Victoria M. DeFrancesco Soto is set to become dean of the University of Arkansas’ Clinton School of Public Service on Jan. 3, replacing the retired Skip Rutherford. She is now assistant dean at the LBJ School of Public Affairs at the University of Texas and a political analyst for NBC and Telemundo. Previously a teacher at Northwestern University and Rutgers, she will be the first Latina dean at a presidential institution.
DeFrancesco Soto has a bachelor’s from the University of Arizona and master’s and doctoral degrees in political science from Duke University.
In her role as inaugural dean of civic engagement at the LBJ School, DeFrancesco Soto created a Civic Engagement Program and oversaw the launch and management of the LBJ Women’s Campaign School.
What are the challenges and the opportunities of replacing a longtime and popular dean like Skip Rutherford?
Dean Rutherford left a strong and vibrant base at the Clinton School of Public Service. This affords me the opportunity to continue to expand the mission of the school. Because of this foundation we can hit the ground running. And as to what some may call a challenge — being from out of state, I see it as an opportunity. As someone who thrives on engagement, this is something I am especially looking forward to, the opportunity to immerse myself in a new context, meet new people and cultivate new relationships.
We’ve seen an apparent change in public sentiment on public service. How can an institution like the Clinton School enhance the reputation of service and educate the public on its importance to democracy?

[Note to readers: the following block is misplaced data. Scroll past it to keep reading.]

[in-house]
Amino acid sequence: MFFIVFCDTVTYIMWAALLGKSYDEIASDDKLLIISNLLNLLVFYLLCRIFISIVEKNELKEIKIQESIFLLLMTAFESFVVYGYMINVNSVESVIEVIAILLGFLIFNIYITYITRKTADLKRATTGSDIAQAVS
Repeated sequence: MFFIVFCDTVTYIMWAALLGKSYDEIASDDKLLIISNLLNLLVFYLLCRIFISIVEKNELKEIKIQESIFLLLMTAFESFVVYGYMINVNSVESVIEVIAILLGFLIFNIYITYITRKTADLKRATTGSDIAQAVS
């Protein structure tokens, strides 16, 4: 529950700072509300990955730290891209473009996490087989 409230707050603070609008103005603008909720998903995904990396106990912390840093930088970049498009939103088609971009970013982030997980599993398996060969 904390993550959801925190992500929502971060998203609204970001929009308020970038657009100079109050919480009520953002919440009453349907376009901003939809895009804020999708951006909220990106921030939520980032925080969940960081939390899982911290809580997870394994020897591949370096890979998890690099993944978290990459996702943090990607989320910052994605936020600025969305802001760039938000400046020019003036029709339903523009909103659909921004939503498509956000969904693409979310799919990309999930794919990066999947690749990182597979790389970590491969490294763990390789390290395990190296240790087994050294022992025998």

Public service is the raw material of our democracy. Today more than ever we need institutions such as the Clinton School to train our next generation of public service leaders. The Clinton School not only provides the public service skill training to fortify our communities, but it provides a point of stakeholder engagement through its wide array of public programming that brings folks together.
What does the Clinton School do well now? In what areas can it improve?
As the first school to offer a master’s in public service, the Clinton School is a trailblazer in higher education. The program developed a distinctive combination of classroom and experiential learning to train the next generation of public service leaders. Where I see room for improvement is in expansion — making sure that we can equip more folks with this unique educational opportunity and in turn reinforce the resilience of our democratic system.
You have an impressive resume and background, but you described yourself in a newspaper interview as a “student council nerd” who became a political scientist. A native of southern Arizona, you also called yourself “a border kid” immersed in both Mexican and American culture. How does your personal background inform your approach to academia, and how might it influence your work at the Clinton School?
I grew up between two cultures. I learned early on that differences are mutually enriching. Differences — in how we speak, think, dress and act — can easily lead to groups isolating within their own separate worlds. If we allow differences to divide us, then we miss out on all of the richness that differences can bring. An appreciation for Ricky Martin and George Strait shouldn’t be mutually exclusive, and because of the borderlands region where I grew up, they aren’t! While it is important to draw on differences, we must also push ourselves to find points of commonality. If we start with what unites us, then it’s a lot easier to fold in, appreciate and bridge differences.